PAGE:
Friendlier streets may reduce risk of Boston bicycle accidents

Solar glare is believed to have played a role in a South End car accident involving a white sedan and a cyclist on the corner of Tremont and Arlington late last week, the Boston Globe reports. The 74-year-old cyclist was killed, his death marking at least the third fatal Boston bicycle accident in the area in two years.

Our Boston personal injury lawyers remind motorists that cyclists enjoy the same rights to the road. Boston has been named one of the best cities for cycling in America. Every bike on the road is one fewer vehicle at rush-hour. Please treat them with the care and respect they deserve.
According to the article, a 2009 survey by the Boston director of bicycle programs found that since 2005 roughly 375 cyclists a year report being involved in a bicycle accident on Boston streets. Of those, 37 percent involved a bike and a motor vehicle.

With that said, a Jan. 27 Boston Globe article reports that while Boston has a “historic standing” among the nation’s least-friendly places to ride, an aggressive effort in 2010 to amend that perception led to the installation of 20 miles of bike lanes around Boston last year alone.

Since Mayor Thomas Menino brought on Nicole Freedman – a former Olympic cyclists and current urban planner – in 2007 to establish Boston Bikes (a city-wide initiative to make Boston streets safer and more accessible to cyclists), there are now 35 miles of bike lanes sharing city roads. In addition to adding bike lanes, there are now more than 1,600 hitch racks located throughout the city. Boston has also sponsored numerous community programs to encourage bicycling as a public health, traffic safety, pro-environmental initiative.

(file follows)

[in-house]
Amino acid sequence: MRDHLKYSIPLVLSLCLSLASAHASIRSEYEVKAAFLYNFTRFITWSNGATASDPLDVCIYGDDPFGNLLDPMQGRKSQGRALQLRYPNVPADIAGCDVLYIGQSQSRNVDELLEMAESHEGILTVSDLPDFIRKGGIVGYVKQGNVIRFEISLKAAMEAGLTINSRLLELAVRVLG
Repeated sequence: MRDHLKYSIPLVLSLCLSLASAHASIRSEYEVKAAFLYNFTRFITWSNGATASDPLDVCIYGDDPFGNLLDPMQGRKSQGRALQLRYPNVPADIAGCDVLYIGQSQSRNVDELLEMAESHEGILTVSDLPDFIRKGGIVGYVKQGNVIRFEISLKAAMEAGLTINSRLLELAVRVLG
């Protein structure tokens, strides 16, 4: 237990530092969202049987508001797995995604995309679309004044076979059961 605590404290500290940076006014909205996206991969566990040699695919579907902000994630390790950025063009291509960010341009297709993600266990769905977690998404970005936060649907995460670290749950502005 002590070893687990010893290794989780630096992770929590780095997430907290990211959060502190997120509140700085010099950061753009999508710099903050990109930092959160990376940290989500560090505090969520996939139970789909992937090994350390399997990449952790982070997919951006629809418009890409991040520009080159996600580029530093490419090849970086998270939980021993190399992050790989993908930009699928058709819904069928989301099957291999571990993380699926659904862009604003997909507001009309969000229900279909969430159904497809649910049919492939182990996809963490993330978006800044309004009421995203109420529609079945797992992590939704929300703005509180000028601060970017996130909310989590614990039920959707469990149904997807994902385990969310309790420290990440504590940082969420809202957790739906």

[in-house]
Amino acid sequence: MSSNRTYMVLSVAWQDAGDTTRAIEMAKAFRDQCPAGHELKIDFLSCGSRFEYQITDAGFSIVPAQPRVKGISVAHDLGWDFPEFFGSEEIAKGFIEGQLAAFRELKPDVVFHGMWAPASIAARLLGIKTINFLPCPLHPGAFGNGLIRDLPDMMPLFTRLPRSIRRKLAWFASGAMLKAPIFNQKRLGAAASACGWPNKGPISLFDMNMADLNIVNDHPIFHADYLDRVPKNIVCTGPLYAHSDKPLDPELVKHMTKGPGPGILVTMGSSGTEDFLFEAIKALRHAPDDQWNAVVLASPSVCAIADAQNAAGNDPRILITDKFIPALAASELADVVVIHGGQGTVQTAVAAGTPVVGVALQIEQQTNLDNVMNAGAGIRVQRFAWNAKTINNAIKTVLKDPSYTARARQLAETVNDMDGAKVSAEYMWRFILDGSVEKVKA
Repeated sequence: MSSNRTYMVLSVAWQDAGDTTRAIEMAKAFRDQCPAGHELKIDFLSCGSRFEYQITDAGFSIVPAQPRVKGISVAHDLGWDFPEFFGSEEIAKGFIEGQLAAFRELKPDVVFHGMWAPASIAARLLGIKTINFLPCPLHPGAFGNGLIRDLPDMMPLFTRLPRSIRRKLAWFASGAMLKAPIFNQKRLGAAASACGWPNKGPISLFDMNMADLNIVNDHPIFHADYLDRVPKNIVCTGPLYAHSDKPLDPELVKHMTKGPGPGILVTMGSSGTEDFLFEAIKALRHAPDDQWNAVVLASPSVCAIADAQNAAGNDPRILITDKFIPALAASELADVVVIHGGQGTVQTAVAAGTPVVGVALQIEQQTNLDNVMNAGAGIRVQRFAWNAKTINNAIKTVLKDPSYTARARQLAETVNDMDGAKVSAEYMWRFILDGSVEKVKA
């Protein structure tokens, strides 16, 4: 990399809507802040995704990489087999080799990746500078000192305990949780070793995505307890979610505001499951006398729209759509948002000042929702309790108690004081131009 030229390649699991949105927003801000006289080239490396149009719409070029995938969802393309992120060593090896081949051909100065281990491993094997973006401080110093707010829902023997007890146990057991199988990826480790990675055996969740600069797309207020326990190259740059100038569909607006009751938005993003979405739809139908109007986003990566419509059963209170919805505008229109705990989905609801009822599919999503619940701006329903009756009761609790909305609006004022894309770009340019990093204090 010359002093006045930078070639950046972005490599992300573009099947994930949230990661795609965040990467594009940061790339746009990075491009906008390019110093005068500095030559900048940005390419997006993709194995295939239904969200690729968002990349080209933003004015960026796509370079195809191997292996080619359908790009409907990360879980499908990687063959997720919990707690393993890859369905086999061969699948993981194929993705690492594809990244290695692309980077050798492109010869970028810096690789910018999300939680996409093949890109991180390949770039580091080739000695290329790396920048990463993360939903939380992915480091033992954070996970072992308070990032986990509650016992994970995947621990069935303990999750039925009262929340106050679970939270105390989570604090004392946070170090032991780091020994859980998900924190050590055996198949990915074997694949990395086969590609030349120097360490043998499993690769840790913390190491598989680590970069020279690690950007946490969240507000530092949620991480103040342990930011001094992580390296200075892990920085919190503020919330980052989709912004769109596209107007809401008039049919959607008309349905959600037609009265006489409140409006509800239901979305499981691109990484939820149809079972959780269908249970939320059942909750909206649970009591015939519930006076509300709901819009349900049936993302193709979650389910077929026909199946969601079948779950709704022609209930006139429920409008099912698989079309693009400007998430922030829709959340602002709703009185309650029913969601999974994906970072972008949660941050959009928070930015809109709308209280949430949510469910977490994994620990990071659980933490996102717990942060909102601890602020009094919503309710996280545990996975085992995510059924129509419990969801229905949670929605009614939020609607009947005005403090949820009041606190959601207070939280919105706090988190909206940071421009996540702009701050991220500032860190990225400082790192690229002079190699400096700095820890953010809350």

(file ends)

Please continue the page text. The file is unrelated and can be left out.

According to the Massachusetts Office of Public Safety and Security, 27 cyclists were killed in bicycle-related Massachusetts car accidents between 2006 and 2008. In an effort to make city streets safer for both motorists and cyclists and to raise public awareness regarding the issue of bike safety, the City of Cambridge and the Massachusetts Department of Public Health offer a few tips for riders and drivers:

~ You have a legal right to be on the road so steer clear of car door thresholds and don’t squeeze between lanes of traffic. Ride with the flow of traffic. Don’t weave and dodge. Unpredictable behavior only increases your risk of accident.

~ Follow traffic signals. Meaning: red means stop (not just for cars but for you too). Give pedestrians the right-of-way when entering a crosswalk.

~ Be visible! Use lights when riding in the dark and reflective or bright-colored clothing during daytime and dusk.

~ Perhaps most important – protect your noggin. Always wear a helmet. It might save your life.

~ Cars and bikes aren’t in competition for road space, so share. If you grow frustrated because a cyclist is slowing you down, remember: more bikes means fewer cars. Fewer cars mean less traffic congestion.

~ Give bicyclists some room. Use your signals, not your horn. Exhibit street courtesy and look around before doing something unexpected, like opening your car door.

~ Remember, bikes can mix with traffic and legally ride on the road. Cars, not so much. Motor vehicles must steer clear of bike lanes.

The Boston car accidents lawyers at Jeffrey Glassman Injury Lawyers, LLC know that being involved in a serious or fatal Massachusetts traffic accident can be among the most trying experiences of a lifetime. If you have been injured, or someone you love has been injured or killed in a Boston car accident, we can help. You can schedule a free initial consultation, by contacting us online or calling our offices at (617) 777-7777 to discuss your rights.

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